Wheat farmers across the U.S. might be in for another challenging year. The wind is blowing spores from Texas north and farmers need to be prepared to scout and take action.
“They (stripe and leaf rust) overwinter in Texas and Mexico,” says Clark Neely, Texas A&M statewide small grains and oilseed Extension specialist. “We had a milder winter which could be why we’re seeing it further north.”
In 2015 wheat stripe rust ran rampant across wheat growing acres. Texas lost a cumulative total of about 25% of their yield to the disease. So far, this year is following in suit and could bring similar losses if weather conditions allow.
Right now farmers are seeing stripe rust, which favors cooler, wet conditions and attacks the lower canopy leaves first. While scouting for stripe rust identify it by bright orange to yellow pustules. The pustules form circle patterns in early stages and eventually become a stripe pattern on leaves as the fungus progresses. Stripe rust will be especially devastating in susceptible wheat varieties, Neely says. “Farmers can have up to 85% yield loss.”
Over the next few weeks if your area has moist conditions, such as rain, heavy dews or fogs, and is between 50° and 59° Fahrenheit be sure to diligently scout as stripe rust favors those conditions.
2016 Stripe Rust Risk
Darker states indicate stripe rust has already been discovered and places them at higher risk. Lighter states are at risk of spores spreading via wind and infecting plants.
Unlike stripe rust, which only appears when conditions are right, leaf rust tends to pop up every year in at least one location. The disease is less damaging than stripe rust but can still cause up to 50% yield loss in susceptible varieties, Neely says.
Typically, wheat farmers probably don’t see leaf rust quite yet since it favors warmer temperatures of 60° Fahrenheit and higher—really flourishing at 70° Fahrenheit (ceasing at 80° Fahrenheit). Identify leaf rust by brown to dark red pustules in random patterns across lower canopy leaves. The fungus is temperature driven and can appear during any growth stage.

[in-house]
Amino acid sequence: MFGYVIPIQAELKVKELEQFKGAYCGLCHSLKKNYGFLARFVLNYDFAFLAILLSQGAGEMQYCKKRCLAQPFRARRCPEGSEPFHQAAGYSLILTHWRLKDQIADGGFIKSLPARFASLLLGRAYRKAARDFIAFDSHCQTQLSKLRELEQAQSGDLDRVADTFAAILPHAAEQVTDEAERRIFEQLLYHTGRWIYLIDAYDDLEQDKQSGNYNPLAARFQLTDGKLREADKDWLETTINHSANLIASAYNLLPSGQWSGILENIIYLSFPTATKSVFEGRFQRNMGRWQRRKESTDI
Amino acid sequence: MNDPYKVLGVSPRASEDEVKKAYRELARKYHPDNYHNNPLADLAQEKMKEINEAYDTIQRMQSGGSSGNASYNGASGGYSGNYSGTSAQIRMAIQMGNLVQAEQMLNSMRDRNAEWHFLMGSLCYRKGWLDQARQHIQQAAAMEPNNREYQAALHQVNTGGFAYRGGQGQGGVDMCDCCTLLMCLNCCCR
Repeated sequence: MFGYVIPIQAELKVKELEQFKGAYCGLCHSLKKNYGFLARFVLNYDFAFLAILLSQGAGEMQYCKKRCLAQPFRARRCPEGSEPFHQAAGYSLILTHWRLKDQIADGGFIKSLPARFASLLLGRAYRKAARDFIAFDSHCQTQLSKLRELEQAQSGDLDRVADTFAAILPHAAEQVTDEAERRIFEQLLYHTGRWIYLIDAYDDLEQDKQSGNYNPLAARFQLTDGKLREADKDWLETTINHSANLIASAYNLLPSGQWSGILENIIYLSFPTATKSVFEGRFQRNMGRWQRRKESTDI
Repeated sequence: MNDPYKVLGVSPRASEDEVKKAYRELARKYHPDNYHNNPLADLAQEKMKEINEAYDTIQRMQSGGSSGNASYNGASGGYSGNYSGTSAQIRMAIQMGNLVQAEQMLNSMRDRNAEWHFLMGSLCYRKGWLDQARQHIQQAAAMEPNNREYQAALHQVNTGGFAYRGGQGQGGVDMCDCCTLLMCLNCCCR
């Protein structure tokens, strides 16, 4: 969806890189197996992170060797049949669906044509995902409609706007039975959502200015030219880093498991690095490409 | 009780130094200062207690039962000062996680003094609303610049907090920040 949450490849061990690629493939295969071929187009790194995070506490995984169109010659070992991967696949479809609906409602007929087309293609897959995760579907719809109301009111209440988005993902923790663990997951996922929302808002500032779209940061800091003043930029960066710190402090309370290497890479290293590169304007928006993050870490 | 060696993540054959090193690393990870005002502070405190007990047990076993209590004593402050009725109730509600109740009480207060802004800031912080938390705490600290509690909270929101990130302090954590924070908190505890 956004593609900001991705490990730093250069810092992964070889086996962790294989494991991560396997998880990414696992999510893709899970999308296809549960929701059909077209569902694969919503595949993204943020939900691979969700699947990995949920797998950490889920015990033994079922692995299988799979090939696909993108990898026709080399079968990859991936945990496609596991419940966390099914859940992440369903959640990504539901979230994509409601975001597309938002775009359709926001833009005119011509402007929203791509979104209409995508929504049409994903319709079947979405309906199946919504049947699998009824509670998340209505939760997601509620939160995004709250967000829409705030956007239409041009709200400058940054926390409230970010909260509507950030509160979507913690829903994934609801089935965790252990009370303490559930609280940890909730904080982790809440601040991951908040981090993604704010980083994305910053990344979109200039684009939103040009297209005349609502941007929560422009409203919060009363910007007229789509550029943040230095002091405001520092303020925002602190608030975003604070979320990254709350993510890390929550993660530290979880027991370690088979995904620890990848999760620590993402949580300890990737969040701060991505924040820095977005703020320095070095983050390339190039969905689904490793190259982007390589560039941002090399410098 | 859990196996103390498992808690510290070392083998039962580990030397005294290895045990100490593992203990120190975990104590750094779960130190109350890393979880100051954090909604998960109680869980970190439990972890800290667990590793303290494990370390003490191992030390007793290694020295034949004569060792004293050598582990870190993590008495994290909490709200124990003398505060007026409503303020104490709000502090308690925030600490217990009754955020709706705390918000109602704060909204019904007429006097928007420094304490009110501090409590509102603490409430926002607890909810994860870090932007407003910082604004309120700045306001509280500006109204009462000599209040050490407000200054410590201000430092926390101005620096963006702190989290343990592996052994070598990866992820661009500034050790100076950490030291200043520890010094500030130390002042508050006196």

You might see leaf rust this year. A mild winter might have allowed some spores to overwinter in Texas and Oklahoma. Consider scouting once weekly if temperature and moisture conditions favor the development of leaf rust. Be especially meticulous during flagleaf since the pathogen can steal the greatest amount of yield at this time.
Leaf rust, sometimes called brown rust is identified by brown to dark red lesions in random patters on the lower leaves. Courtesy of Clark Neely
What can you do to avoid rusts?
“The No. 1 thing we encourage is find a resistant variety,” Neely says. “It’s not foolproof but it provides a big level of protection. It could take you from 85% to 25% yield loss.”
Fungicides are another tool that can help you mitigate yield loss by slowing or stopping pustules from spreading and further damaging leaf tissue. Neely says if pressure is high early in the season you can apply a more inexpensive fungicide in early stages and then decide if the crop will yield enough to justify application in later stages with a more pricey fungicide.
2015 Yield Loss From Stripe Rust
2015 was a challenging year for wheat farmers. This map indicates yield loss attributed to stripe rust.
Are you seeing stripe rust in your fields now? What is your plan for stripe and leaf rusts if they make their way into your fields?
Corn Acres Outpace Expectations for 2016
BeefTalk: Reproductive Observations of May Calving Compared With March Calving